[A2k] [Ip-health] FT: Apple import veto risks undermining patent protection push

Baker, Brook b.baker at neu.edu
Mon Aug 5 08:49:04 PDT 2013


Trade agreement investment clauses that directly or indirectly include
intellectual property rights permit Samsung to bring a private arbitration
claim against the US for having violated minimum standards of treatment,
engaging in indirect expropriation, and favoring domestic companies over
foreign ones.  The US is already bound to an investment clause in its FTA
with South Korea and is seeking to impose similarly investor rights in
current negotiations of the Trans-Pacific Partnership Agreement.  As a
South Korean corporation, Samsung could proceed directly to arbitration or
S. Korea could go to bat for Samsung.  Eli Lilly has brought a similar
claim against Canada under NAFTA - as $500 million claim challenging the
invalidation of two of Lilly's pharmaceutical patents that failed to
satisfy Canada's promise/disclosure "utility" requirements.
Parenthetically, Myriad could choose the same route with respect to the
"new law" the U.S. Supreme Court established in invalidating its patents
on naturally occurring genes.

The danger of investment clauses and investor-state dispute settlement is
that countries get locked into an IP ratchet - IP rights can always be
expanded, but they can't be corralled or reduced because of expectations
of profit arising from pre-existing IP standards. Sometimes governments
seem to forget that corporate power in investment clauses is a
double-edged sword - it can cut both ways.


Professor Brook K. Baker
Northeastern U. School of Law
Affiliate, Program on Human Rights and the Global Economy
400 Huntington Ave.
Boston, MA 02115 USA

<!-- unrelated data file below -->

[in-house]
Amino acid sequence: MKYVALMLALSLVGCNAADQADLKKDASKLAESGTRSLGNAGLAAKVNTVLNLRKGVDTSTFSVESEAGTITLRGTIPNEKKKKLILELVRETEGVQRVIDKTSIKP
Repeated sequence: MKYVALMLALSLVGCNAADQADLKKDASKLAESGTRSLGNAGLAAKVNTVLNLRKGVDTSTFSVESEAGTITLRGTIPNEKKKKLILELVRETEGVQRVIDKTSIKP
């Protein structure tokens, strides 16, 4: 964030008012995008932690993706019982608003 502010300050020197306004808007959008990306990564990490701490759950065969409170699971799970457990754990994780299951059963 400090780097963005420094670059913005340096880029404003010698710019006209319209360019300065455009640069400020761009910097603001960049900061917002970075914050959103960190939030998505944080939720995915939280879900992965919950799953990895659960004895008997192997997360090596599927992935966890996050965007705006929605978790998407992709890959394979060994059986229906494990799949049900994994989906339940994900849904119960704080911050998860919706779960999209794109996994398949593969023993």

Honorary Research Fellow, University of KwaZulu Natal, Durban, S. Africa
Senior Policy Analyst Health GAP (Global Access Project)
Alternate NGOs Board Member UNITAID
(w) 617-373-3217
(cell) 617-259-0760
(fax) 617-373-5056
b.baker at neu.edu






On 8/5/13 1:43 AM, "Thiru Balasubramaniam" <thiru at keionline.org> wrote:

><SNIP>
>
>³If open technology standards benefiting the public interest are the rule
>for smart phones, why not for life-saving pharmaceuticals? Why not for
>other innovations that would improve the lives of billions of people
>around
>the world?,² asks Adam Hersh, an economist at the left-leaning Center for
>American Progress.
>
>
>³The decision shows the untenability of stringent IPRs to which so many US
>trading partners have objected on social welfare grounds. The onus is now
>on [Mr] Froman to explain why this is good for American consumers, but not
>for the rest of the world,² Mr Hersh added.
>
>--
>
>August 4, 2013 6:02 pm
>
>Apple import veto risks undermining patent protection push
>
>By James Politi in Washington and Richard Waters in Los Angeles
>
>President Barack Obama¹s move to overturn a looming import
>ban<http://www.ft.com/intl/cms/s/0/7321bf0a-fc6b-11e2-95fc-00144feabdc0.ht
>ml>
>on
>older iPhone and iPad models ­ favouring
>Apple<http://markets.ft.com/tearsheets/performance.asp?s=us:AAPL>
> over 
>Samsung<http://markets.ft.com/tearsheets/performance.asp?s=kr:A005930> in
>a long-running legal battle ­ risks undermining the US administration¹s
>aggressive push for stricter intellectual property regimes around the
>world.
>
>
>The office of the US trade representative announced the decision on
>Saturday, reversing a ruling by the International Trade Commission, a
>government agency which in June had found that Apple had infringed a
>Samsung technology patent.
>
>
>Michael Froman, USTR, said the
>veto<http://www.ustr.gov/sites/default/files/08032013%20Letter_1.PDF>
>by
>the White House ­ the first of its kind by a president since 1987 ­ came
>after a review of ³the effect on competitive conditions in the US economy
>and their effect on US consumers².
>
>
>The decision ­ which allows Apple to keep selling cheaper versions of the
>iPhone4 and iPad2 in the US ­ is striking because it comes as the US has
>embarked on a big push to tighten rules on patents in global trade
>negotiations.
>
>
>³I think it¹s likely the decision will be used as an excuse by other
>countries that don¹t want strong patent enforcement,² said Bill Reinsch,
>president of the National Foreign Trade Council, a business lobby group